In the Map Spotlight this time, we are highlighting a submission from the 2021 Avenza Map Contest. Serengeti in Motion by Riley Champine was a supplement to the December 2021 issue of National Geographic magazine, which featured several stories about the Serengeti and its wildlife. The map depicts the annual great migration of wildebeests, one of Earth’s last remaining large-mammal migrations. It also depicts the natural features of the landscape as well as the boundaries of several protected areas in the Serengeti region.
Each year over one million wildebeest (and other mammals such as gazelles and zebras) participate in a circular migration which starts in the southern Serengeti in Tanzania, loops through Serengeti National Park, and advances north toward the Masai Mara National Reserve in Kenya. Seasonal rains drive migration patterns as the wildebeest search for more grass to graze on. On this map, the migration has been illustrated using 340,000 points collected by an ongoing 20+ year biological study that uses GPS collars worn by wildebeest to track their location. The map also details the path of a single female wildebeest as she crossed multiple habitats, several rivers, and an international boundary (twice!) over the course of one year.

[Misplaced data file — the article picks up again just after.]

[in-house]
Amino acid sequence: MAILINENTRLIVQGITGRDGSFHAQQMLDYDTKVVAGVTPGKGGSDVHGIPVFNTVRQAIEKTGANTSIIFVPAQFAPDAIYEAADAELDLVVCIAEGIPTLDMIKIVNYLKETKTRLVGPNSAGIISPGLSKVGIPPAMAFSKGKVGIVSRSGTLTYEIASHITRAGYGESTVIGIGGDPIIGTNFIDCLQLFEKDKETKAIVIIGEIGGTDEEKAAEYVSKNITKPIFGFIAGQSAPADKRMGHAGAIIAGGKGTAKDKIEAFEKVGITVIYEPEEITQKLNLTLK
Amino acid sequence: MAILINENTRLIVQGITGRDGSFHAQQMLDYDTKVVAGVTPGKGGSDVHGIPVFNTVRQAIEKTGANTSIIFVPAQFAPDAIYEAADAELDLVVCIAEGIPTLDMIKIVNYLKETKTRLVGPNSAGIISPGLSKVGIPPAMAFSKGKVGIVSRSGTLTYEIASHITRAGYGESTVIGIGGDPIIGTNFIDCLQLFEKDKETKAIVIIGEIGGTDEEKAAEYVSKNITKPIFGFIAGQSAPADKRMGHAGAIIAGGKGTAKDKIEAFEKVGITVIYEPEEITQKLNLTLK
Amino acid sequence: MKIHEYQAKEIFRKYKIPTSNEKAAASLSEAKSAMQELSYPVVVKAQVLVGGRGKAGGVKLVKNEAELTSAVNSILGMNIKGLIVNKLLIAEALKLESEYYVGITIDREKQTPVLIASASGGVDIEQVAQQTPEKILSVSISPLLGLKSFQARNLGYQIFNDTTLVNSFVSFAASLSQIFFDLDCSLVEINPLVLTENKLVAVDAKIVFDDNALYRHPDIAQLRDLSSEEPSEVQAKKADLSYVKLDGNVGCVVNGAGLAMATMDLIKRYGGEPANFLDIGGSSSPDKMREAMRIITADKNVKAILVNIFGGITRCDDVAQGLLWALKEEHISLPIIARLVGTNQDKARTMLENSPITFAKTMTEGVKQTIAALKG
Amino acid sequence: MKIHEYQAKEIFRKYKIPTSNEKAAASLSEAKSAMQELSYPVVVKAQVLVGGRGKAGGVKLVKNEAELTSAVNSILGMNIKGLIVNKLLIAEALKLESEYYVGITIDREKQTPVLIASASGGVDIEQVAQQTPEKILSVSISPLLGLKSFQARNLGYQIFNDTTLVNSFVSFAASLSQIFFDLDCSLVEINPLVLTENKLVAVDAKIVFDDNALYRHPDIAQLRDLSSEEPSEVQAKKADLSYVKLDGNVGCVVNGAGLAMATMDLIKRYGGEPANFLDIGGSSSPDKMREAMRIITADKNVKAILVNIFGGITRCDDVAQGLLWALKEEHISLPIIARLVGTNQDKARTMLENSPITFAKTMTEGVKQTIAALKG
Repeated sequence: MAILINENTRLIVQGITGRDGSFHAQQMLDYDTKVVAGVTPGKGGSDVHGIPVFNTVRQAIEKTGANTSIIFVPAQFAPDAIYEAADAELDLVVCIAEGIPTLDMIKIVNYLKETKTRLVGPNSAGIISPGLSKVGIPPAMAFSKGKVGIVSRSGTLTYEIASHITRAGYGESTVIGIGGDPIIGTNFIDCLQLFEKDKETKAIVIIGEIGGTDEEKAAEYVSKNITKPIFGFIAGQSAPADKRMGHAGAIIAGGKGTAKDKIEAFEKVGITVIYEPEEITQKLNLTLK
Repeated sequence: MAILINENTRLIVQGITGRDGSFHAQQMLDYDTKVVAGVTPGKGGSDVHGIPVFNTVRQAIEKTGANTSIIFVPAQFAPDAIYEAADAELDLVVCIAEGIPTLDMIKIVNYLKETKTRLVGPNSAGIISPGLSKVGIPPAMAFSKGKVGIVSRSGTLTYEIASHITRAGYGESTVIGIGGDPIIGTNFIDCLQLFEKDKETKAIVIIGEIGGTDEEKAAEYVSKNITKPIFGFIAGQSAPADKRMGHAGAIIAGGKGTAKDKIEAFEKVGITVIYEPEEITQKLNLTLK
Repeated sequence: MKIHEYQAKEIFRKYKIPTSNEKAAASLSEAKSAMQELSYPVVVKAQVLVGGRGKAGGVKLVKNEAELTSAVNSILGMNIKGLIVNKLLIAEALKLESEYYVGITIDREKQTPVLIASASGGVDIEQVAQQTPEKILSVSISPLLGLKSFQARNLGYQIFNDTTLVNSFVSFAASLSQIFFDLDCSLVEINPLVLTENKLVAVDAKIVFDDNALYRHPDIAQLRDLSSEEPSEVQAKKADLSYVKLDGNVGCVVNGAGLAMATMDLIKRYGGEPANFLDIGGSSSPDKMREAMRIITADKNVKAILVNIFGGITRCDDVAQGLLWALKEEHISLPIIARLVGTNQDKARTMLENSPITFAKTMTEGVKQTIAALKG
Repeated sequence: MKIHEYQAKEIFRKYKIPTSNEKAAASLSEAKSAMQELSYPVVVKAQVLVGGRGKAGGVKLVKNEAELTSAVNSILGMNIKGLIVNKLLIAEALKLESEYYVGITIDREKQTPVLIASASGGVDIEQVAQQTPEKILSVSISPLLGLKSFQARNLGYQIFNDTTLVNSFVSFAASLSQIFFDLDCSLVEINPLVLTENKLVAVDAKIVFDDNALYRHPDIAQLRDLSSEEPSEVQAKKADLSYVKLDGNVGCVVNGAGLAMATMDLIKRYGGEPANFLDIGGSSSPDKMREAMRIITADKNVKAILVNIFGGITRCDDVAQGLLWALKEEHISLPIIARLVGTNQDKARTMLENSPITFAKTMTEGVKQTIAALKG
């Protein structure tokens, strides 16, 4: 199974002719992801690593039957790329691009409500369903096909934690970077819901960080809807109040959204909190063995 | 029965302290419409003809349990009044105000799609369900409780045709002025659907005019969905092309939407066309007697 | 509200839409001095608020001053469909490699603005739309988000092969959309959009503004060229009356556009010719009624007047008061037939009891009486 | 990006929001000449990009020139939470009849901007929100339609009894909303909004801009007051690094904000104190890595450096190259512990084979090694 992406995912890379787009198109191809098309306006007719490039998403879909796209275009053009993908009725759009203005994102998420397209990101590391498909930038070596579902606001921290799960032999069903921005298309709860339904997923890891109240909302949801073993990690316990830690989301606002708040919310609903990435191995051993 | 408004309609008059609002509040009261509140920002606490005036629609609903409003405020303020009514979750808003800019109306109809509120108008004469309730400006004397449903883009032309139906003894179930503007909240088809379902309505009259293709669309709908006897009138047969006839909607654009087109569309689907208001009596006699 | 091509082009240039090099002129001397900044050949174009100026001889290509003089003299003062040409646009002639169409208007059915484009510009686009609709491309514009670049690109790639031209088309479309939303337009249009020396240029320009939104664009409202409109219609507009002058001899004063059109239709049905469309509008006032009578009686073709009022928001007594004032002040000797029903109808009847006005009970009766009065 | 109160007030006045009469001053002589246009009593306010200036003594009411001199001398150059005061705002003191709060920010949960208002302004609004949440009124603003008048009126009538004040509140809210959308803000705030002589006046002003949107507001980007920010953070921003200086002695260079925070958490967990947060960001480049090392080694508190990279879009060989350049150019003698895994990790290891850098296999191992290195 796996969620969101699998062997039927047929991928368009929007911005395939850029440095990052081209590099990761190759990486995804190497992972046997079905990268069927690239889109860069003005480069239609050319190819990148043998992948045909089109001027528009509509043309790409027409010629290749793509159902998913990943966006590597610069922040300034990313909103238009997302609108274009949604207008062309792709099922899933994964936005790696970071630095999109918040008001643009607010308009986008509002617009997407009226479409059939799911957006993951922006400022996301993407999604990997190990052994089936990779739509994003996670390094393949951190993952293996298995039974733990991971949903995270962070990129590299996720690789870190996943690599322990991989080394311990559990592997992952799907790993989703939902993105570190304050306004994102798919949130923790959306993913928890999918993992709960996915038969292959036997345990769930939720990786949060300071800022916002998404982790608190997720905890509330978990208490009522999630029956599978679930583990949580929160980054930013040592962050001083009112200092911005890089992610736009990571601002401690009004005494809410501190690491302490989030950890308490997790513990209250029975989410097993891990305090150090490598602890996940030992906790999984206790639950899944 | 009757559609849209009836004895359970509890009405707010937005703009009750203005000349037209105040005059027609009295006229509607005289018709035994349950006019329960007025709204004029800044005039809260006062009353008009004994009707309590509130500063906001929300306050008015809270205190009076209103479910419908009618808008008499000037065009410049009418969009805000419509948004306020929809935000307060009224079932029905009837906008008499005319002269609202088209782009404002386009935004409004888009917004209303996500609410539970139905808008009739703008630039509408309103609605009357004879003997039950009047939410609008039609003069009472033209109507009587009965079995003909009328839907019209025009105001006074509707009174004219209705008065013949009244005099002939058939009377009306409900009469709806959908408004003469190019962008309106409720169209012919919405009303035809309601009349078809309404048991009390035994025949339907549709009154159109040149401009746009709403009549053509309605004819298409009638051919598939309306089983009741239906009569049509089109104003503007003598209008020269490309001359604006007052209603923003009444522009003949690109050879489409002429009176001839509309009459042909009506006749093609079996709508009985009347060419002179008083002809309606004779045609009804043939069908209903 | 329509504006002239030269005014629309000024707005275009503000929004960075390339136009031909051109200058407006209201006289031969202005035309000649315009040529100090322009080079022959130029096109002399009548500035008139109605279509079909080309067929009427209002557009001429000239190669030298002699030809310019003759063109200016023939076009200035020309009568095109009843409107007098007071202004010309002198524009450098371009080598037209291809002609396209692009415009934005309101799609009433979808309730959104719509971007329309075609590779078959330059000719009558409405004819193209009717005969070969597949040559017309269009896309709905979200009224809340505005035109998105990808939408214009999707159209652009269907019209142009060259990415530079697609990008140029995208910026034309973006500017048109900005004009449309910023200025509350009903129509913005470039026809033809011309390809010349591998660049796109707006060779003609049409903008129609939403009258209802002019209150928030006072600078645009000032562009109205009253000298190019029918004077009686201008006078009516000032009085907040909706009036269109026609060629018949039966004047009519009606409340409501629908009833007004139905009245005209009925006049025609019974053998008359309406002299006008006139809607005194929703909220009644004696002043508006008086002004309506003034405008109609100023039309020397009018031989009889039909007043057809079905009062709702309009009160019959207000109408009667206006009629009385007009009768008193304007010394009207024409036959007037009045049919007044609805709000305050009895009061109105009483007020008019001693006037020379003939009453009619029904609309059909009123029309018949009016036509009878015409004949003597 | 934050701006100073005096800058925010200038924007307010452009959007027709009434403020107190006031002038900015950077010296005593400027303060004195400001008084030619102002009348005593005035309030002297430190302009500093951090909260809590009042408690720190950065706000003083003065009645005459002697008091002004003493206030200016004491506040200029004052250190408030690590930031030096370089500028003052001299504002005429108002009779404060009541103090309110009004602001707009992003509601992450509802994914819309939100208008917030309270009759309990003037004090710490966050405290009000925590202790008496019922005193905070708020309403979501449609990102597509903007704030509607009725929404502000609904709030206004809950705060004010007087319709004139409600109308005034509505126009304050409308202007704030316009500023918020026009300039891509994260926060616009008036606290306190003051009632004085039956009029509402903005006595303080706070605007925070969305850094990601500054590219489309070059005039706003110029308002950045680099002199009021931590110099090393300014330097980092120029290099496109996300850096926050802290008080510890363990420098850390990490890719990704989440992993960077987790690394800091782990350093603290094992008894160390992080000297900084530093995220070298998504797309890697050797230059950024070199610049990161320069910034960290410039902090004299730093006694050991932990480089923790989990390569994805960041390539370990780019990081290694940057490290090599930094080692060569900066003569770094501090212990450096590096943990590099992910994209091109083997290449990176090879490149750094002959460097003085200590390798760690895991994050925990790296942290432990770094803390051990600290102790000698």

Select the images below to see a detailed look at Zain’s map
Making the Map
To create the terrain of the map, Riley used Geographic Imager to reproject and then mosaic aerial imagery of the Serengeti region. This terrain imagery could then be saved and imported into MAPublisher to constitute the background for the map. Some of the data was prepared in other programs such as Microsoft Excel, QGIS and Natural Scene Designer, and then easily imported into MAPublisher.
Riley used the MAP Selections tool to select location points by their date attribute, and group them into three main categories: rainy season (January to April), dry season (July to October), and migration periods (May to June and November to December). He also employed the use of MAP Stylesheet Themes to symbolize these points as well as other data on the map.
The MAP Point Plotter came in handy for Riley while creating the path travelled by the single female wildebeest on the map. The Simplify Art tool was also helpful in decreasing the detail in some line and area features, which helps in software performance when dealing with a large amount of data in one document.
Riley added the finishing touches to his map using his Stylesheet Themes to create legends as well as using the LabelPro add-on to easily place labels by attribute.